LeAndrea Wilson - Research


Uploaded by ScienceCareerPath on 30.03.2011

Transcript:
I am from Kansas City, Kansas. I went to Sumner Academy; I went there from 8th grade to 12th grade. I got interested in Biology
when I think I was in 10th grade, we had Biology class and we were dissecting these little pigs and frogs and everything, and I was just like,
you know, this is cool to me this is what I think I want to do. And then I got interested in, just all types of Chemistry, Biology, everything in high school.
So that's why I decided to major in Human Biology in college. I'm just interested in the human body in general, especially biomedical research.
In my lab, I work with flies. I guess the common phrase is flies, but they're called drosophila, and they are the model organisms for genetics.
Their life cycle is so rapid, that it's easier to control the population and everything, so that's why we use drosophila. So, with my project,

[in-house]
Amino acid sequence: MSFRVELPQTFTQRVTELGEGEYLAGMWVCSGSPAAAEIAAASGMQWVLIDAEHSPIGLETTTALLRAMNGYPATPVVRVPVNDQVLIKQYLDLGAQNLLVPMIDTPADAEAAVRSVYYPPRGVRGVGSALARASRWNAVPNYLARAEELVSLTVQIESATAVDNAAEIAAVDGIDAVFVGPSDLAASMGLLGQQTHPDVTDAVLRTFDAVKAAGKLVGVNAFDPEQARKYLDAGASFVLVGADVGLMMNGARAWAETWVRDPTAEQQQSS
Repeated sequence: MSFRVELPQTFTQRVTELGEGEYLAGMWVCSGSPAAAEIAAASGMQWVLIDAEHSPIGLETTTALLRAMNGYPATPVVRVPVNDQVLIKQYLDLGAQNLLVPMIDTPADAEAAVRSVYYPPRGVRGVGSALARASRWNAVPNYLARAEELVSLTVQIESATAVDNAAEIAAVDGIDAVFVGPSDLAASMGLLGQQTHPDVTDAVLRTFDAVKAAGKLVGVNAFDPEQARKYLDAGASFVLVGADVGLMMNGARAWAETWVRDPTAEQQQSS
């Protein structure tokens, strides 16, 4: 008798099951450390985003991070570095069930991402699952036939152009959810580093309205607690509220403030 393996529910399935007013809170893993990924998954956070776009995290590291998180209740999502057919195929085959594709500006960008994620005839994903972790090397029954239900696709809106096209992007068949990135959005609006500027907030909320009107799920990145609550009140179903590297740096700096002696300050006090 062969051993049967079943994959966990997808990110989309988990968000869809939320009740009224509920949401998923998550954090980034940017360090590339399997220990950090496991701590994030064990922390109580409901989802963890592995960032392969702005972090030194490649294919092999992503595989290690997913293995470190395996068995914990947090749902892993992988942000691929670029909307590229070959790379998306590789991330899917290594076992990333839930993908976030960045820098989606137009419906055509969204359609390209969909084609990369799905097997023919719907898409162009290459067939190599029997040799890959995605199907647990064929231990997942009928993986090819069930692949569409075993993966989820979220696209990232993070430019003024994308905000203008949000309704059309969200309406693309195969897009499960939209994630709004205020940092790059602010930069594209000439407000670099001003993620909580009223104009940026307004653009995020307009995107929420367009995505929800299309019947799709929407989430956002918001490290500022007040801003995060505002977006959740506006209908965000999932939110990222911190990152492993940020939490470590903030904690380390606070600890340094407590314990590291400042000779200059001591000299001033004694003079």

every day I would come in, and I have to collect virgins. What that means is, early in the morning, you see if it's a male or female and if their coat is like,
I'm not going to say it's a coat, but to see if they're light enough to be a virgin. It's kind of hard to explain, it'd actually be easier if you saw. So I take those,
I separate the male from the female, and I let them sit for seven days. After seven days, I mate two females with one male into two, and I kind of make them
or force them to mate, and after that, we collect data from there. The ultimate goal is to see if there is a preference between female mate choice in drosophila
simulans and drosophila sechellia. At this current moment, we're progressing the project, and now I'm trying to extract
simulans and drosophila sechellia. At this current moment, we're progressing the project, and now I'm trying to extract
the cuticular hydrocarbon of the flies, just to see if the female type has something to do with mate choice. So, I can't go into detail with that
because I just started that but that's what I'm doing now. We have 123 recombinant inbred lines and basically
we cross simulans and sechellia to make that cross. So, there's 123. Out of each 123 recombinant inbred lines, I have to take ten females
and extract from each one. So, if you do the math, that's a lot of flies. So, it's going to take a while, it's not going to be a
month project and I'm done. No, not at all. I love my lab work. I love the people in my lab; I love what I'm doing.